The trend of any supplement use seemed to vary by age, sex, race/ethnicity, or educational levels.
How might these results change the focus of research or clinical practice?
Our national survey data provide important information for future dietary/nutritional recommendations and/or guidelines for US adults with diabetes.
Dietary supplements are often taken by adults in USA to maintain or promote health. Approximately 50% of US adults routinely take dietary supplements and spend billions of dollars annually.1 National surveys have reported that dietary supplement use among US adults remained stable through 1999 to 2012 with an obvious increase between the 1980s and the mid-2000s.1 Older US adults also showed a higher prevalence of dietary supplement use in 2011–2014.2 Meanwhile, a growing body of evidence suggests that increased intake of some dietary supplements, such as omega-3 fatty acids, vitamin D, and lycopene, might be associated with reduced risk of cancer and cardiovascular disease,3 4 which might have motivated the use of supplements.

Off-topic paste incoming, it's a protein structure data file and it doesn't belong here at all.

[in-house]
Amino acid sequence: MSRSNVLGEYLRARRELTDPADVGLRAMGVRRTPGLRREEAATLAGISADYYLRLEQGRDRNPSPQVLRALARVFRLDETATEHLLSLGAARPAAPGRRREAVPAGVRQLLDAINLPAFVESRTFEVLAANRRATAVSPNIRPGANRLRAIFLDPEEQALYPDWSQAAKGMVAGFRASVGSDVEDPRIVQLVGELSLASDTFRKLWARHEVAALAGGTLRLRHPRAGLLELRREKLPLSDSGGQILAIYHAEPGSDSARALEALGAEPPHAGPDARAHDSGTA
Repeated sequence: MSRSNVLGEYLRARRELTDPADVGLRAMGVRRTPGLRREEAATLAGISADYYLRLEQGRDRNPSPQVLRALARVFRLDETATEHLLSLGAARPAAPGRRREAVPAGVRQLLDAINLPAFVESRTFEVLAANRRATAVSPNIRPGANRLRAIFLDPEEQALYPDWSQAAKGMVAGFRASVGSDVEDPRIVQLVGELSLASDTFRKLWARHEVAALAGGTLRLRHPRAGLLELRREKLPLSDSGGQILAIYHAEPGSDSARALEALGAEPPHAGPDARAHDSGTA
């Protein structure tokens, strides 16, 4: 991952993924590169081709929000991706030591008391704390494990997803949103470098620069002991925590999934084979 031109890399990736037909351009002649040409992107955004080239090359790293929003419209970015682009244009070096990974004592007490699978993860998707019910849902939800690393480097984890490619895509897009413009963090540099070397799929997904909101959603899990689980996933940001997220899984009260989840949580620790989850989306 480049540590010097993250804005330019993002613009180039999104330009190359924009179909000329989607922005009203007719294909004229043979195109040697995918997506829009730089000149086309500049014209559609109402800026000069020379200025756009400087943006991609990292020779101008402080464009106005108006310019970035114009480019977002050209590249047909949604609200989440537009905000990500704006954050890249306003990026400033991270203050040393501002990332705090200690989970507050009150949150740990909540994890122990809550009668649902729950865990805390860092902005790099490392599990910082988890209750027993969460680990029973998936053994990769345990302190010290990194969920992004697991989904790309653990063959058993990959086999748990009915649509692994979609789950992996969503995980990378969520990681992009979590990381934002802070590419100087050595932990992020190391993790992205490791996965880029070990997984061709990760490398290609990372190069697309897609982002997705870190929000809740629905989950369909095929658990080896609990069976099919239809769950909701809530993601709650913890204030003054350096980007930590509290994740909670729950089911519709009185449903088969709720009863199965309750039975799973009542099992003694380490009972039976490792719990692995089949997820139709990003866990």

Due to their relative safety and low cost, dietary supplements such as multivitamins are advocated as an attractive option for preventing chronic diseases, such as cancer, cardiovascular disease, and type 2 diabetes. Type 2 diabetes has been called ‘the epidemic of the 21st century’, given its rising prevalence and increasing healthcare burden in USA and worldwide.5 In particular, complications from diabetes seriously influence the quality of life for patients with diabetes.6 Evidence from basic research has suggested that adequate intake of antioxidant vitamins or minerals may protect against the development of type 2 diabetes via reduction of oxidative stress and its associated metabolic abnormalities, including insulin resistance, pancreatic β-cell insulin secretion, systemic inflammation, endothelial dysfunction, hypertension, and dyslipidemia.7 8 Observational studies have shown that high consumption of some specific nutrients, vitamins, or minerals was associated with decreased incidence of diabetes.9–11 For instance, several systematic reviews and meta-analyses supported a link between adequate vitamin D levels and low risk of type 2 diabetes.12 13 Several lines of experimental evidence supported the potential favorable effects of vitamin D supplementation on glucose and insulin homeostasis as well as other metabolic abnormalities in patients with diabetes.14 Among the non-vitamin, non-mineral (NVNM) supplements, omega-3 fatty acid may decrease C reactive protein concentrations and improve dyslipidemia in patients with diabetes, thereby delaying the development and progression of diabetic complications.15 However, given the lack of conclusive evidence from randomized controlled trials, much controversy exists over the potential yet unproven benefits or risks of any dietary supplement use regarding the development and progression of type 2 diabetes.